"For a collection of this magnitude and importance to travel outside Greece for 10 years is extraordinary, and we are incredibly privileged to have it here in Melbourne," says museum chief executive John Tatoulis.
"As well as the main collection, each year there will be a mini-blockbuster that is theme-specific, from Byzantine art or ancient Greek jewellery to weapons of the ancient Spartans."
Established by the wealthy Stamoulis family in 2008, the museum has ramped up its cultural program. In November, it is teaming up with Open House Melbourne for a race around the city discovering neoclassical buildings inspired by Greek architecture (first prize: a trip to Open House Athens).
There are also plans for a local modern retrial of Socrates, similar to an event held by the Athens-based Onassis Cultural Centre two years ago, with leading EU and international lawyers and judges and a jury from the public.
In summer, open-air screenings of classic and contemporary Greek films will be held again in the museum's lovely courtyard, one of Melbourne's best-kept secrets.
"There's a dynamic and a confidence and a momentum in the Greek community now that's very exciting," Tatoulis says.
That same confidence has spawned new-generation Greek eateries such as Jimmy Grants, where hipsters queue for souvlakia called Mr Papadopoulos (souvlaki is now Melbourne vernacular; in the rest of Australia it's a kebab or gyros).
As the poster-boy for Greek food, chef George Calombaris has helped raise the profile of Greek cuisine. During the Flavours of Greece festival, running over the next few weeks, some of Melbourne's established and new Greek restaurants will showcase the diversity of contemporary Greek cuisine. Melbourne maintains its place as the third-largest Greek-speaking city outside Greece. While some traditional inner-city migrant strongholds such as Brunswick, Northcote, Richmond and Prahran retain a strong Greek presence, these days Melbourne's Greek heart beats loudest in Oakleigh.
"Now we take as granted that Oakleigh has become the new Hellenic centre of Melbourne," says Kostas Nikolopoulos, deputy editor of Melbourne's Greek newspaper, Neos Kosmos. "Greeks are coming here from all over Melbourne. They come here, they shop, they enjoy their coffee."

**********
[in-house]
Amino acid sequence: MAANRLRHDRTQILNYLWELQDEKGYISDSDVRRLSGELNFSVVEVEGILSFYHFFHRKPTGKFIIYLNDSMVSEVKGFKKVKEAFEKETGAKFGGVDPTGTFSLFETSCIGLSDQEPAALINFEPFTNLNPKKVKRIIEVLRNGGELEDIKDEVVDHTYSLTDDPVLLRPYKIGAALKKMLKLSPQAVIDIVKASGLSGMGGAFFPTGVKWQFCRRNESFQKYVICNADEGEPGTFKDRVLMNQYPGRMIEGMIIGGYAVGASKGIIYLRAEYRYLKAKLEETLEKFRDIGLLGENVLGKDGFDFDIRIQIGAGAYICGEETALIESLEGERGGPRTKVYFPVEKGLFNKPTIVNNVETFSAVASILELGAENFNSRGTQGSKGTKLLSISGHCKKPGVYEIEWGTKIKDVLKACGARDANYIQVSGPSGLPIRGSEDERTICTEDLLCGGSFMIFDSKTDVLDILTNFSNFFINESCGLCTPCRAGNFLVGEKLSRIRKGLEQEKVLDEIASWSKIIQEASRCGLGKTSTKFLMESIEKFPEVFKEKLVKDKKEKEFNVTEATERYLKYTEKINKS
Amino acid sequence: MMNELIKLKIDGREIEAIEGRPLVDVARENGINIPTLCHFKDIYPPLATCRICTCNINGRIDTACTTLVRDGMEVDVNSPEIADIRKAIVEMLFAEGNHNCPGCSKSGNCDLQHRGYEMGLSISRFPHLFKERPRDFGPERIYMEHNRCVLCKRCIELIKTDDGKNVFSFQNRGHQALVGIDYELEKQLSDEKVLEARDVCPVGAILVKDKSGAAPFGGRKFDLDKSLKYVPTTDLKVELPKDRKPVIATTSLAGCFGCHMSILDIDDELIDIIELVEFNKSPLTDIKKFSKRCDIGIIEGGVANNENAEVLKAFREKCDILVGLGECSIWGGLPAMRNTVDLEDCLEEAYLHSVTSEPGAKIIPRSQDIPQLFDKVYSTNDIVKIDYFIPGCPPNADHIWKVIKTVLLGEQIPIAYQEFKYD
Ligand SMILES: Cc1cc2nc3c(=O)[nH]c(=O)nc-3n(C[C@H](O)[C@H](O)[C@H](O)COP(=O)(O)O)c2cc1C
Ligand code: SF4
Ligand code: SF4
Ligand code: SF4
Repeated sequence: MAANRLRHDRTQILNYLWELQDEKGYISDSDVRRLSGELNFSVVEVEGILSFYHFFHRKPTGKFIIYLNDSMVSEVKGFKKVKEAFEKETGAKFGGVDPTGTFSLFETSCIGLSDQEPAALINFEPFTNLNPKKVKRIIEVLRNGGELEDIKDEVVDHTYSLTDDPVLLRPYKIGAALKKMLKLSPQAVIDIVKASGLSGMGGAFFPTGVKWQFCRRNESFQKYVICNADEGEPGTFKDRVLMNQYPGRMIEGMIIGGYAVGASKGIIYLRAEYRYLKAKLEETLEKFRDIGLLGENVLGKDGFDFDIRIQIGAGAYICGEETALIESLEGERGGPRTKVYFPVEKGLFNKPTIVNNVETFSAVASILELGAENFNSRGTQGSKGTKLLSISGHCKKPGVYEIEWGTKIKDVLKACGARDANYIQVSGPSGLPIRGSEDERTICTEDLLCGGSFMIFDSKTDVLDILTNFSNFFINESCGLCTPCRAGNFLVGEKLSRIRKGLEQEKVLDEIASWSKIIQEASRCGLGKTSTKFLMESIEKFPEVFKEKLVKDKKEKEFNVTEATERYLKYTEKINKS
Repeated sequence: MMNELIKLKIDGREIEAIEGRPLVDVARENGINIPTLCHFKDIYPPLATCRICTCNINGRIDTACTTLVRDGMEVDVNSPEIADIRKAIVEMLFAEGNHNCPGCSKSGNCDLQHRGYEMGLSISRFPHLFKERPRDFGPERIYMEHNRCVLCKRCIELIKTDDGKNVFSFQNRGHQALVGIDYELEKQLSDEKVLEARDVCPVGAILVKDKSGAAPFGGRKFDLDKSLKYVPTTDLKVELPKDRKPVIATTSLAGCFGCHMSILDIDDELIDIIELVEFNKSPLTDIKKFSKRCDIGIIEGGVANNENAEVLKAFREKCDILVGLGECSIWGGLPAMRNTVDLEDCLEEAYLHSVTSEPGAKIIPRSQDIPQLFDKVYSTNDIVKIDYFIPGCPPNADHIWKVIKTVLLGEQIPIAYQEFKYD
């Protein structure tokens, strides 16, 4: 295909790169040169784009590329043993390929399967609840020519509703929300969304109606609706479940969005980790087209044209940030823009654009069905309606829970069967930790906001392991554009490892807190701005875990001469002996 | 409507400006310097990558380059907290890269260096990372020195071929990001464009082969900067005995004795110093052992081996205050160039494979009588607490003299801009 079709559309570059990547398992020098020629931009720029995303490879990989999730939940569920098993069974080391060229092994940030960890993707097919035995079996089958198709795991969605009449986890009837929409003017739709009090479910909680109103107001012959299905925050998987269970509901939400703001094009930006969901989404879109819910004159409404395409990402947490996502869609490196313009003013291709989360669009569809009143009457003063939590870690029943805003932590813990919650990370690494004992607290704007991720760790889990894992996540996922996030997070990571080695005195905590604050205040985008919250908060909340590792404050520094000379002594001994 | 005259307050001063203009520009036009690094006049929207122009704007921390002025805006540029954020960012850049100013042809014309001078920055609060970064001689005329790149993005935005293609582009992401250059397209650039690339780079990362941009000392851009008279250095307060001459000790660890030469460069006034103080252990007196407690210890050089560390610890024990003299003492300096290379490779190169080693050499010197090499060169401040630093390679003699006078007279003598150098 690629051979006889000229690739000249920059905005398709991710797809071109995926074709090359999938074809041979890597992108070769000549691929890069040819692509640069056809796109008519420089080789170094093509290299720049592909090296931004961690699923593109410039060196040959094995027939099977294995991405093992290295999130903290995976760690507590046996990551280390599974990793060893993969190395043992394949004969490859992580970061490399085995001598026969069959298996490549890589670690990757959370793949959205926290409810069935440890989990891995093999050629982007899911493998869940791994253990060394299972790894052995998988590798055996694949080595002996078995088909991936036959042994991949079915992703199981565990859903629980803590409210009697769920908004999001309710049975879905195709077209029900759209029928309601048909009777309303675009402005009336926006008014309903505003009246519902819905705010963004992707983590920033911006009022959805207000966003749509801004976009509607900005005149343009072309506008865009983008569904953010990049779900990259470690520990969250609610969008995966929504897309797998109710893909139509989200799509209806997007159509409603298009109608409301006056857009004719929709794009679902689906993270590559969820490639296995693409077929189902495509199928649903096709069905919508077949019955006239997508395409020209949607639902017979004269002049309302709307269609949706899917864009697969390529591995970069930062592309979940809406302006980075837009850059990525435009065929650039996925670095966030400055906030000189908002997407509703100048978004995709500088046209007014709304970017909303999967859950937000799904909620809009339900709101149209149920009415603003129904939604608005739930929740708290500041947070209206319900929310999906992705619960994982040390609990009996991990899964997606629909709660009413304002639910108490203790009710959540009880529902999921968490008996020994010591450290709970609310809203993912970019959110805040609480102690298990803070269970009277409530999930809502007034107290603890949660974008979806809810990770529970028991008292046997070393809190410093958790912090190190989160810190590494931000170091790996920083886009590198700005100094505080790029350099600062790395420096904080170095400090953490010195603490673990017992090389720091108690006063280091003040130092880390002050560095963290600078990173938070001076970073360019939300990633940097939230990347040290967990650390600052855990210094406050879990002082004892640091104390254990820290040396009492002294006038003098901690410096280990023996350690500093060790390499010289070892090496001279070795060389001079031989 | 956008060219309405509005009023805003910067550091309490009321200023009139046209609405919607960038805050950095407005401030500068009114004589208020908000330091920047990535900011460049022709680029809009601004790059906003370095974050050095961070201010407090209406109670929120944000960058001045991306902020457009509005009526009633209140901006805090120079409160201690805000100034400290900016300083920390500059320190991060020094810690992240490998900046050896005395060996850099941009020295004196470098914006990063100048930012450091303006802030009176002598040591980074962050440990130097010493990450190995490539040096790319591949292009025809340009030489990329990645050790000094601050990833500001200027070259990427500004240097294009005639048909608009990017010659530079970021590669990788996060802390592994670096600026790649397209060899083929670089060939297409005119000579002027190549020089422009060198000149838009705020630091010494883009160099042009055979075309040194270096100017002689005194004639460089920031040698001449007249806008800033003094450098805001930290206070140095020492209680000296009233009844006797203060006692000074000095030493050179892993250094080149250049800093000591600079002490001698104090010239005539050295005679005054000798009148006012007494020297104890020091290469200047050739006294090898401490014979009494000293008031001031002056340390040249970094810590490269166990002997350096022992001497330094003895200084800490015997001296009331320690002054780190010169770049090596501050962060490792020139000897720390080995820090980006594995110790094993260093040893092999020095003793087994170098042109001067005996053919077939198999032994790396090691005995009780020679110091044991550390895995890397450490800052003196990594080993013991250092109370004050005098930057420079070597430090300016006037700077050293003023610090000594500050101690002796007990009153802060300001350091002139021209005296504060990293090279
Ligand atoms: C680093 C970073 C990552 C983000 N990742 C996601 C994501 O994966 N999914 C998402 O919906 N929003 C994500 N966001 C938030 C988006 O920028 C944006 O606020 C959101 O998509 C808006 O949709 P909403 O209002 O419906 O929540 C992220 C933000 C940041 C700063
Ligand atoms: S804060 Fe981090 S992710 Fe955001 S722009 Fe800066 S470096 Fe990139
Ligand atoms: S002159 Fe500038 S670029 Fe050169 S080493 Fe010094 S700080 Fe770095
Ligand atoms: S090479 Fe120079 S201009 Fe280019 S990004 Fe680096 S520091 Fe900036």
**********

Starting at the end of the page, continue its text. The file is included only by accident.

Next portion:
Two kilometres from the monolith of Chadstone, 15 kilometres from the city, tucked off the main Warrigal and Dandenong arterial roads, Oakleigh was a railway township and its grid of narrow streets gives it a village atmosphere. A $2.7 million redevelopment of Eaton Mall in 2013 built on the area's Mediterranean flavour and emerging cafe scene, creating an al fresco dining precinct emulating the lively village squares of a European piazza (or in this case, plateia). Oakleigh has long been a shopping and meeting place for Greeks. Its delis, cake shops, butchers and christening stores attract a wide catchment living in the south-east and beyond.
In the past six years, an injection of new cafes, patisseries, restaurants and modern souvlaki outlets opening late in the evenings has made it a thriving social hub, attracting younger crowds and families from further afield, and not just Greeks.
Unlike their inner-city counterparts, the Greeks who settled in Oakleigh in the '50s and '60s did not necessarily outgrow their homes, and property prices made it relatively affordable for their children to stay in area or surrounding suburbs.
Home to Greek-run Oakleigh Grammar, the Oakleigh Cannons soccer club and after-hours Greek schools, Oakleigh attracts a steady shift of post-church, post-school drop-off visitors. The growing number of Greek banks, lawyers, doctors, accountants, financial planners, real estate agents and other small businesses also brought more people into the area.